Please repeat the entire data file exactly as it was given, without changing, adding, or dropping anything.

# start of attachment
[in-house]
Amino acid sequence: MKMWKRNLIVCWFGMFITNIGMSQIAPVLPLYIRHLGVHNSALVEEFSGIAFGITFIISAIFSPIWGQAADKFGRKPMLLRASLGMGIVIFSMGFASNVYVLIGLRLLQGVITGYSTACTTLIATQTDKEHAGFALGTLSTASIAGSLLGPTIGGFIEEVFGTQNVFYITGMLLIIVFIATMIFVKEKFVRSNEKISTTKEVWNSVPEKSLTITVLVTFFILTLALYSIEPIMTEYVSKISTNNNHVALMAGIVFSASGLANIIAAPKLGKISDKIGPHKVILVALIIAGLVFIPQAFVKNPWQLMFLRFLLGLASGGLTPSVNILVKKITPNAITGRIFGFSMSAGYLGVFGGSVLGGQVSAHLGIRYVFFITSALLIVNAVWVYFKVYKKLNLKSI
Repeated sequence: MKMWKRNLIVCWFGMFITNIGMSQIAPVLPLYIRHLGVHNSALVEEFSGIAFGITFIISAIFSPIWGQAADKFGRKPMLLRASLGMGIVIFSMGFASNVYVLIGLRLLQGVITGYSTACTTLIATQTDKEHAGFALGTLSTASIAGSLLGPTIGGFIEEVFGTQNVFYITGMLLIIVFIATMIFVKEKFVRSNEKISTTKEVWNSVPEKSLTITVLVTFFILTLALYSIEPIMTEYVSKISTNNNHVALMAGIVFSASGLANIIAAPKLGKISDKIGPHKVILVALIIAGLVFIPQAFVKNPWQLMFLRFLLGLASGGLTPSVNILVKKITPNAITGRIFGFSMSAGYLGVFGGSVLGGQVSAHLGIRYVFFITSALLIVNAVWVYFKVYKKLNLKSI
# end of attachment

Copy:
[in-house]
Amino acid sequence: MKMWKRNLIVCWFGMFITNIGMSQIAPVLPLYIRHLGVHNSALVEEFSGIAFGITFIISAIFSPIWGQAADKFGRKPMLLRASLGMGIVIFSMGFASNVYVLIGLRLLQGVITGYSTACTTLIATQTDKEHAGFALGTLSTASIAGSLLGPTIGGFIEEVFGTQNVFYITGMLLIIVFIATMIFVKEKFVRSNEKISTTKEVWNSVPEKSLTITVLVTFFILTLALYSIEPIMTEYVSKISTNNNHVALMAGIVFSASGLANIIAAPKLGKISDKIGPHKVILVALIIAGLVFIPQAFVKNPWQLMFLRFLLGLASGGLTPSVNILVKKITPNAITGRIFGFSMSAGYLGVFGGSVLGGQVSAHLGIRYVFFITSALLIVNAVWVYFKVYKKLNLKSI
Repeated sequence: MKMWKRNLIVCWFGMFITNIGMSQIAPVLPLYIRHLGVHNSALVEEFSGIAFGITFIISAIFSPIWGQAADKFGRKPMLLRASLGMGIVIFSMGFASNVYVLIGLRLLQGVITGYSTACTTLIATQTDKEHAGFALGTLSTASIAGSLLGPTIGGFIEEVFGTQNVFYITGMLLIIVFIATMIFVKEKFVRSNEKISTTKEVWNSVPEKSLTITVLVTFFILTLALYSIEPIMTEYVSKISTNNNHVALMAGIVFSASGLANIIAAPKLGKISDKIGPHKVILVALIIAGLVFIPQAFVKNPWQLMFLRFLLGLASGGLTPSVNILVKKITPNAITGRIFGFSMSAGYLGVFGGSVLGGQVSAHLGIRYVFFITSALLIVNAVWVYFKVYKKLNLKSI